• Not everyone wants to know! For more detailed information, consider an ‘FAQ’ page on the website about how money is used and spent on fundraising and encourage those who want to know more to get in touch. (Principle 3)

This project and the concept of moving from seeing suppliers as vendors to active partners with shared values, behaviours and goals is of great importance to small charities as much as large. With smaller budgets, it can often be the case that small charities will rely on suppliers who will work with their size and requirements and often small charities work with more local and known suppliers who perhaps have less fundraising expertise. Small charities equally are unlikely to go through any tender or proposal process, so must focus on how to assess referred or recommended suppliers to ensure effectiveness. 

Three things to consider/prioritise:

  • In smaller charities, it is crucial to see the supplier as part of your team, and so when working with suppliers consider bringing them into internal meetings, presentations about the work you are doing, or give them the same opportunity to spend time with programmes and beneficiaries as you would a new staff member. Consider a small induction as if the supplier was a new recruit. (Action 1) 
  • Be very clear and transparent about what you are trying to achieve, and what they are helping you with. Give them the bigger picture, including donor experience goals rather than just hold them to account on individual activity KPI’s. By having a shared goal and defining of success, suppliers (partners) are more likely to take extra steps to achieve them. (Action 4)
  • Apply the rules of relationships with your suppliers. Celebrate successes and contributions. When things go wrong focus on solutions where possible. Collaborate and share best practice. Learn how to get the best out of a partnership as a small, low budget organisation is helped by the supplier feeling valued. Say thank you properly when appropriate.  (Action 7) 

Whilst most small charities do not have a big lobbyist or slick PR team, there is much a smaller organisation can do to promote themselves, and the sector, in a bigger and better way. Public relations doesn't have to be anything fancy, however, it could be crucial to small charities, not only in dealing with a particular situation but for the coming years in raising profiles and drawing attention to activities to current and new audiences.  This project gives some excellent advice to help small charities and the six principles are excellent as a take away.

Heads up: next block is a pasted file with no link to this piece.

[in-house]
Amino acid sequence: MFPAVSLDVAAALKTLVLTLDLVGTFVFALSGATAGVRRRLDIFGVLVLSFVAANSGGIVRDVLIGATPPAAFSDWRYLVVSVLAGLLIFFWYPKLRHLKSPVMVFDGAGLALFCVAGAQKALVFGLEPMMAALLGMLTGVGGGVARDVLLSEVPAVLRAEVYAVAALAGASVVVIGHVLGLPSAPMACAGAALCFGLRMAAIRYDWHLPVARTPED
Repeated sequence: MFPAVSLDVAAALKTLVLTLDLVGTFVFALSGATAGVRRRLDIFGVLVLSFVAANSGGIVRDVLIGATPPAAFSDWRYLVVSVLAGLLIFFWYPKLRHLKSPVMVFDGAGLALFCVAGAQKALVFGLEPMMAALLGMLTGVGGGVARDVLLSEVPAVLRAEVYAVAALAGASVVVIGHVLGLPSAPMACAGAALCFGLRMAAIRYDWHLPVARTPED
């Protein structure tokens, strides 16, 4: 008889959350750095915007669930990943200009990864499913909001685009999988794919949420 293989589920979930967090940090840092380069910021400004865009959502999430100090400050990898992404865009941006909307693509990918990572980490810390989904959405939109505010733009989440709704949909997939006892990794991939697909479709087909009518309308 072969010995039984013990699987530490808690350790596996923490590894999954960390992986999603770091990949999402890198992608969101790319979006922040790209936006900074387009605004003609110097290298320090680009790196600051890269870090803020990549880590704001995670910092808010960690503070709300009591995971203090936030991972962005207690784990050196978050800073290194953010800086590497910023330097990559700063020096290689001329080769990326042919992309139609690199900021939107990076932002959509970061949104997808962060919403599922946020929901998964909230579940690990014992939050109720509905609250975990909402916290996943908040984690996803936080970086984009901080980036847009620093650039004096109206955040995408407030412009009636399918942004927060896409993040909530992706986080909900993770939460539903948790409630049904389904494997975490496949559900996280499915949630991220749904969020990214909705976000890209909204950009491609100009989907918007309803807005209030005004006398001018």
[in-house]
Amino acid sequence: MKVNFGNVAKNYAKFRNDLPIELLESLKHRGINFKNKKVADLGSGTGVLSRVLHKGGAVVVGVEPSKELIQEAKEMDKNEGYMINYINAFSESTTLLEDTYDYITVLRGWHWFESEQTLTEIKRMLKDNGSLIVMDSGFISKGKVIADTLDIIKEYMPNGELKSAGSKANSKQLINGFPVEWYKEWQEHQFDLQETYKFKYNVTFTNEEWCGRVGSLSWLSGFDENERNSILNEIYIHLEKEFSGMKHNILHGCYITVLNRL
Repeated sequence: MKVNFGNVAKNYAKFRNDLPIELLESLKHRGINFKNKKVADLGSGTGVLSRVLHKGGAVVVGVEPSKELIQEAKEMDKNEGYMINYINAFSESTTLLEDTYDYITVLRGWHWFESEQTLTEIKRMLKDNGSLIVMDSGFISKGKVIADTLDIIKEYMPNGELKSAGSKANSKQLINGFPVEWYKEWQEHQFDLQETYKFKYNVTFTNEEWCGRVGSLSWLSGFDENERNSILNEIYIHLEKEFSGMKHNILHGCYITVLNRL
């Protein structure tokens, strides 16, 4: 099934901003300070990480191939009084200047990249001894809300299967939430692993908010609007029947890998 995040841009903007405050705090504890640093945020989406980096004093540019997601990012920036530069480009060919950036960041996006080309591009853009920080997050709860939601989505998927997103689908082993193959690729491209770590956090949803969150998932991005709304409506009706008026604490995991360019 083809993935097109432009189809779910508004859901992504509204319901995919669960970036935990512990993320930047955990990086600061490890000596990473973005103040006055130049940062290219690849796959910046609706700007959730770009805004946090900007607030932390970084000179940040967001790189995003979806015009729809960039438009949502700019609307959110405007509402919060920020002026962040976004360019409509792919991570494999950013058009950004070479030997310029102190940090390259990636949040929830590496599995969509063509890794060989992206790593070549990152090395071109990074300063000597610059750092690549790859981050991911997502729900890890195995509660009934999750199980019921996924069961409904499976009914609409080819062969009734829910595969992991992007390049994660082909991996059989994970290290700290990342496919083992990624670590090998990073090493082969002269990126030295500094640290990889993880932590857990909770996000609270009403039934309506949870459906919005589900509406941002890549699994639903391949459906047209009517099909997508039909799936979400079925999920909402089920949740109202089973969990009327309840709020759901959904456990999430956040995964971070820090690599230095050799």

Three things to consider/prioritise:

  • Build relationships with your local press – understand what they need to make a newsworthy story and give them relevant content. Have meetings with journalists, show them the work if possible and understand what they are interested in hearing about. (Principle 3)
  • Encourage donors and beneficiaries to tell their own story and use social media and make direct approaches to local media for authenticity. Empower donors to be able to get their story out there, perhaps by giving guidelines and tips/ideas of what makes a great story, how that makes donors feel and what the benefit will be to the charity by telling it. (Principle 4) 
  • Keep your message consistent and positive, and reinforce this whenever you have a story to tell. The table on page 14-18 is a really useful and practical guide to thinking about how to get across key messages, and can be adapted and applied to fit the specific charity very easily. Consider using this and having a visible reminder in a place where all staff (not just fundraising) can regularly see what kind of stories make a good media story with a purpose, as often, the people with access to the best stories do not sit in the fundraising team! (Principle 1)

About the author: The Commission on the Donor Experience

The CDE has one simple ideal – to place donors at the heart of fundraising. The aim of the CDE is to support the transformation of fundraising, to change the culture to a truly consistent donor-based approach to raising money. It is based on evidence drawn from first hand insight of best practice. By identifying best practice and capturing examples, we will enable these to be shared and brought into common use.